[dns-operations] DNS cookies in a mixed resolver anycast environment

Mark Andrews marka at isc.org
Fri May 31 14:21:26 UTC 2019

Very few authoritative servers got it so bad as to break lookups. Echoing of the option doesn’t cause a problem. Returning FORMERR doesn’t cause a problem unless you the zone is also signed and you are validating. 

There where a few that blocked queries but they got fixed relatively quickly.   There where a few badly configured load balancers that returned NXDOMAIN but those too got fixed quickly.  You just had to contact the owners. 

The fallback code for EDNS no response and handling plain EDNS FORMERR addressed most of the issues. 

The world wasn’t 100% ready but it was ready enough.  I added about 20 exceptions from when we first released BIND 9.10.0 to now for zones that where badly broken. 

If one waited until authoritative servers where 100% ready you would never turn improve anything. 
Mark Andrews

> On 31 May 2019, at 20:26, Hellqvist, Björn <bjorn.hellqvist at teliacompany.com> wrote:
> Hi, 
> Just to respond with our experience regarding DNS Cookie, which we tried enabling in autumn 2017. 
> At that time we figured out that the "world" was not ready for that feature and we got quite some complaints both by our customers and owners of domains. 
> The problem was that the Authoritative parts were not responding properly to queries using DNS Cookie. Several important domains stopped working for our customers. 
> Ever since then we have had to disable DNS Cookies upstream to the Authoritative servers. 
> BR,
> Bjorn Hellqvist
> Senior System Expert (Internet, DNS & Automation)
> Telia Company
> Solna, Sweden
>> -----Original Message-----
>> From: dns-operations <dns-operations-bounces at dns-oarc.net> On Behalf
>> Of Mark Andrews
>> Sent: den 31 maj 2019 10:15
>> To: Patrik Lundin <patrik at sigterm.se>
>> Cc: dns-operations at dns-oarc.net
>> Subject: Re: [dns-operations] DNS cookies in a mixed resolver anycast
>> environment
>> Well having different implementations serving the same client is always a
>> dangerous idea, whether is is different vendors or not.
>> Resolvers need to track server characteristics.
>> * Does the server support EDNS?
>> * Does EDNS buffer size X work?
>> * Does the server support DNS COOKIE?
>> * ...
>> RFC 7873 had BIND’s algorithms described so that other implementations
>> could implement them if they were intending to be configured in a anycast
>> scenario with BIND.  Doing so reduces the number of BAD COOKIE responses
>> and subsequent fallback to TCP.  DNS COOKIE clients will handle different
>> algorithms and/or different shared secrets.
>> As for discarding replies without DNS COOKIEs once the recursive server
>> learns that the server supports DNS COOKIEs there is only a issue if the
>> operator has configured a anycast server cluster for a given client with
>> servers that both support and don’t support DNS COOKIE.  The client thinks it
>> is seeing spoofed responses when it see non-DNS COOKIE responses.  If you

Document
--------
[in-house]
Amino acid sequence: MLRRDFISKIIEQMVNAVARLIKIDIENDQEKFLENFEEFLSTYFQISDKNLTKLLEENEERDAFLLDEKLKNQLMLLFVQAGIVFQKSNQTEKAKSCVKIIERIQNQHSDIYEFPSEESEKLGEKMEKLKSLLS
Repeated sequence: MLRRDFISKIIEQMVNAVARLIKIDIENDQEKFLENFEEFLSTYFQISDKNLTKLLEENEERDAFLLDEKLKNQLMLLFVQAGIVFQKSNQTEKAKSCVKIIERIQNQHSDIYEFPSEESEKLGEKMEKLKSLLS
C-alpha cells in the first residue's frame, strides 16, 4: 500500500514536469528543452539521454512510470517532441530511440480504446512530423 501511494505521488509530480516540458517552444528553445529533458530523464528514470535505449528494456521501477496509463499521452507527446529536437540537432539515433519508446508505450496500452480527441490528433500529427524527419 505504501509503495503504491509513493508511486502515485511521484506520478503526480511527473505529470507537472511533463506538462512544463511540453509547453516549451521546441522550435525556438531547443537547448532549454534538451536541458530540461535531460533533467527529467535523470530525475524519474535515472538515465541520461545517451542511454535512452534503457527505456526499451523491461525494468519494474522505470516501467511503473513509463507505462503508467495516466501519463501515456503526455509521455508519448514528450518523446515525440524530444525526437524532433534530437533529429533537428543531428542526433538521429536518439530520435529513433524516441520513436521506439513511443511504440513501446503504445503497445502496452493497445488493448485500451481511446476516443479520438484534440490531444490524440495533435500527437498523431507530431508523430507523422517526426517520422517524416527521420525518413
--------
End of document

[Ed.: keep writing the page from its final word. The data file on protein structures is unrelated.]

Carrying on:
>> are configuring a anycast server it’s just one more thing you need to ensure
>> is consistent across the server set for a given client.
>> Having mixed support is much more of a issue for local anycast instances than
>> it is for global anycast instances.
>> Mark
>>> On 31 May 2019, at 5:11 pm, Patrik Lundin <patrik at sigterm.se> wrote:
>>> Hello!
>>> I have been trying to figure out how to best deal with DNS cookies in
>>> an environment where you are running multiple resolver
>>> implementations. From what I can tell, out of BIND, Knot Resolver,
>>> PowerDNS Recursor and Unbound only BIND is currently implementing
>>> cookie support. Knot seemed to have done so previously, but as of
>>> 3.0.0 the cookie support was removed
>>> (https://www.knot-resolver.cz/2018-08-20-knot-resolver-3.0.0.html)
>>> because of some ongoing work in the IETF DNSOP.
>>> Reading RFC 7873 it states "If the client is expecting the response to
>>> contain a COOKIE option and it is missing, the response MUST be
>>> discarded.", which leads me to believe that having a anycast cluster
>>> of a set of BIND servers where cookies are enabled together with a set
>>> of servers where the cookies are not supported would be a bad thing,
>>> causing clients to discard answers.
>>> Yet, when looking up how one would go about to disable the sending of
>>> cookies in responses to clients for BIND, the documentation for
>>> "answer-cookie"
>>> (https://ftp.isc.org/isc/bind9/cur/9.15/doc/arm/Bv9ARM.ch05.html)
>>> states the following:
>>> "answer-cookie no is intended as a temporary measure, for use when
>>> named shares an IP address with other servers that do not yet support
>>> DNS COOKIE. A mismatch between servers on the same address is not
>>> expected to cause operational problems, but the option to disable
>>> COOKIE responses so that all servers have the same behavior is
>>> provided out of an abundance of caution. DNS COOKIE is an important
>>> security mechanism, and should not be disabled unless absolutely
>> necessary."
>>> If clients are instructed to discard replies where the cookie are
>>> missing, how can this not cause operational problems? Am I missing
>>> something?
>>> On a related note, given that a set of BIND servers are already having
>>> the default cookies enabled, what is the expected fallout of setting
>>> "answer-cookie no" if this turns out to be the favorable approach in
>>> this case?
>>> Regards,
>>> Patrik Lundin
>>> _______________________________________________
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>> --
>> Mark Andrews, ISC
>> 1 Seymour St., Dundas Valley, NSW 2117, Australia
>> PHONE: +61 2 9871 4742              INTERNET: marka at isc.org
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